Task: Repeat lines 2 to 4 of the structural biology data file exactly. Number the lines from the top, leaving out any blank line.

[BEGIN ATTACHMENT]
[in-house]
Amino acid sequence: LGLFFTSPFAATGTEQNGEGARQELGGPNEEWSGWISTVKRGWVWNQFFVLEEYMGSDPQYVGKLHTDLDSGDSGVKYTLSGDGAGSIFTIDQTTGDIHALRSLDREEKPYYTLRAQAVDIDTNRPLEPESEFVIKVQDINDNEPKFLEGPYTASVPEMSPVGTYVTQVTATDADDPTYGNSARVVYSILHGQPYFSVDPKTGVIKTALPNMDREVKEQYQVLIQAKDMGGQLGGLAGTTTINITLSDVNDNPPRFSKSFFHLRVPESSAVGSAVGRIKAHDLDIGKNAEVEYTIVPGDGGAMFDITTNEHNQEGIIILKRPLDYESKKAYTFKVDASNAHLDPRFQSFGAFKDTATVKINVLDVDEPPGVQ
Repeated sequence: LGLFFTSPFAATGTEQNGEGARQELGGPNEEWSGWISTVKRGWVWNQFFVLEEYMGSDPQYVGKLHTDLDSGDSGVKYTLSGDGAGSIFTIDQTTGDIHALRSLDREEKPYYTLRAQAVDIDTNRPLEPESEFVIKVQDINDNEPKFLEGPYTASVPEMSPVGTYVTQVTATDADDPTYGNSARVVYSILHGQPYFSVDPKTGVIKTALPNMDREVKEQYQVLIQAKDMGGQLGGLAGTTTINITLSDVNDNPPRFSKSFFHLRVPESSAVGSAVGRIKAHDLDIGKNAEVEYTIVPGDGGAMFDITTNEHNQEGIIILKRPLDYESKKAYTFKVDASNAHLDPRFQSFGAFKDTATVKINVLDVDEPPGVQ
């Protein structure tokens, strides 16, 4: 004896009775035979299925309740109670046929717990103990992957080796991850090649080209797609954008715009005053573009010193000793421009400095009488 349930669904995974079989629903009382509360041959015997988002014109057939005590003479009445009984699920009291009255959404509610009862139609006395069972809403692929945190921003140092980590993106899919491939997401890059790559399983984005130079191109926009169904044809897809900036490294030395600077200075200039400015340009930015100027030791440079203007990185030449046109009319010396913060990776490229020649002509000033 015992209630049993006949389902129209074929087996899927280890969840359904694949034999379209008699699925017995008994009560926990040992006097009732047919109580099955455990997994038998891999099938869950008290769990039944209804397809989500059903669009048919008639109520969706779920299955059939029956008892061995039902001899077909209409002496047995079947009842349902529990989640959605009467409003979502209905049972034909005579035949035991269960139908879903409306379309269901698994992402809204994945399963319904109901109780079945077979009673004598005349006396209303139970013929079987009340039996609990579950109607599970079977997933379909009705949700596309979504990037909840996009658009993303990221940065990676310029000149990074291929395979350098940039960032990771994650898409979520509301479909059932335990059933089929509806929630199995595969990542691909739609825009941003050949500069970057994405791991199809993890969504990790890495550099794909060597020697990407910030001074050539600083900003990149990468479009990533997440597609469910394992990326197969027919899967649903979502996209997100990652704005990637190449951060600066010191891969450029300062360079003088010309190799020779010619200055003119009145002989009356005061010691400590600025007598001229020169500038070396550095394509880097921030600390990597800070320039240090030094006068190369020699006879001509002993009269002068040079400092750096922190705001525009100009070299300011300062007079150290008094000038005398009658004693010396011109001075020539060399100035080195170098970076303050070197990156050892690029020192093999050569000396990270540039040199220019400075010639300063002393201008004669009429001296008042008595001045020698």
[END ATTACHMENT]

Amino acid sequence: LGLFFTSPFAATGTEQNGEGARQELGGPNEEWSGWISTVKRGWVWNQFFVLEEYMGSDPQYVGKLHTDLDSGDSGVKYTLSGDGAGSIFTIDQTTGDIHALRSLDREEKPYYTLRAQAVDIDTNRPLEPESEFVIKVQDINDNEPKFLEGPYTASVPEMSPVGTYVTQVTATDADDPTYGNSARVVYSILHGQPYFSVDPKTGVIKTALPNMDREVKEQYQVLIQAKDMGGQLGGLAGTTTINITLSDVNDNPPRFSKSFFHLRVPESSAVGSAVGRIKAHDLDIGKNAEVEYTIVPGDGGAMFDITTNEHNQEGIIILKRPLDYESKKAYTFKVDASNAHLDPRFQSFGAFKDTATVKINVLDVDEPPGVQ
Repeated sequence: LGLFFTSPFAATGTEQNGEGARQELGGPNEEWSGWISTVKRGWVWNQFFVLEEYMGSDPQYVGKLHTDLDSGDSGVKYTLSGDGAGSIFTIDQTTGDIHALRSLDREEKPYYTLRAQAVDIDTNRPLEPESEFVIKVQDINDNEPKFLEGPYTASVPEMSPVGTYVTQVTATDADDPTYGNSARVVYSILHGQPYFSVDPKTGVIKTALPNMDREVKEQYQVLIQAKDMGGQLGGLAGTTTINITLSDVNDNPPRFSKSFFHLRVPESSAVGSAVGRIKAHDLDIGKNAEVEYTIVPGDGGAMFDITTNEHNQEGIIILKRPLDYESKKAYTFKVDASNAHLDPRFQSFGAFKDTATVKINVLDVDEPPGVQ
């Protein structure tokens, strides 16, 4: 004896009775035979299925309740109670046929717990103990992957080796991850090649080209797609954008715009005053573009010193000793421009400095009488 349930669904995974079989629903009382509360041959015997988002014109057939005590003479009445009984699920009291009255959404509610009862139609006395069972809403692929945190921003140092980590993106899919491939997401890059790559399983984005130079191109926009169904044809897809900036490294030395600077200075200039400015340009930015100027030791440079203007990185030449046109009319010396913060990776490229020649002509000033 015992209630049993006949389902129209074929087996899927280890969840359904694949034999379209008699699925017995008994009560926990040992006097009732047919109580099955455990997994038998891999099938869950008290769990039944209804397809989500059903669009048919008639109520969706779920299955059939029956008892061995039902001899077909209409002496047995079947009842349902529990989640959605009467409003979502209905049972034909005579035949035991269960139908879903409306379309269901698994992402809204994945399963319904109901109780079945077979009673004598005349006396209303139970013929079987009340039996609990579950109607599970079977997933379909009705949700596309979504990037909840996009658009993303990221940065990676310029000149990074291929395979350098940039960032990771994650898409979520509301479909059932335990059933089929509806929630199995595969990542691909739609825009941003050949500069970057994405791991199809993890969504990790890495550099794909060597020697990407910030001074050539600083900003990149990468479009990533997440597609469910394992990326197969027919899967649903979502996209997100990652704005990637190449951060600066010191891969450029300062360079003088010309190799020779010619200055003119009145002989009356005061010691400590600025007598001229020169500038070396550095394509880097921030600390990597800070320039240090030094006068190369020699006879001509002993009269002068040079400092750096922190705001525009100009070299300011300062007079150290008094000038005398009658004693010396011109001075020539060399100035080195170098970076303050070197990156050892690029020192093999050569000396990270540039040199220019400075010639300063002393201008004669009429001296008042008595001045020698």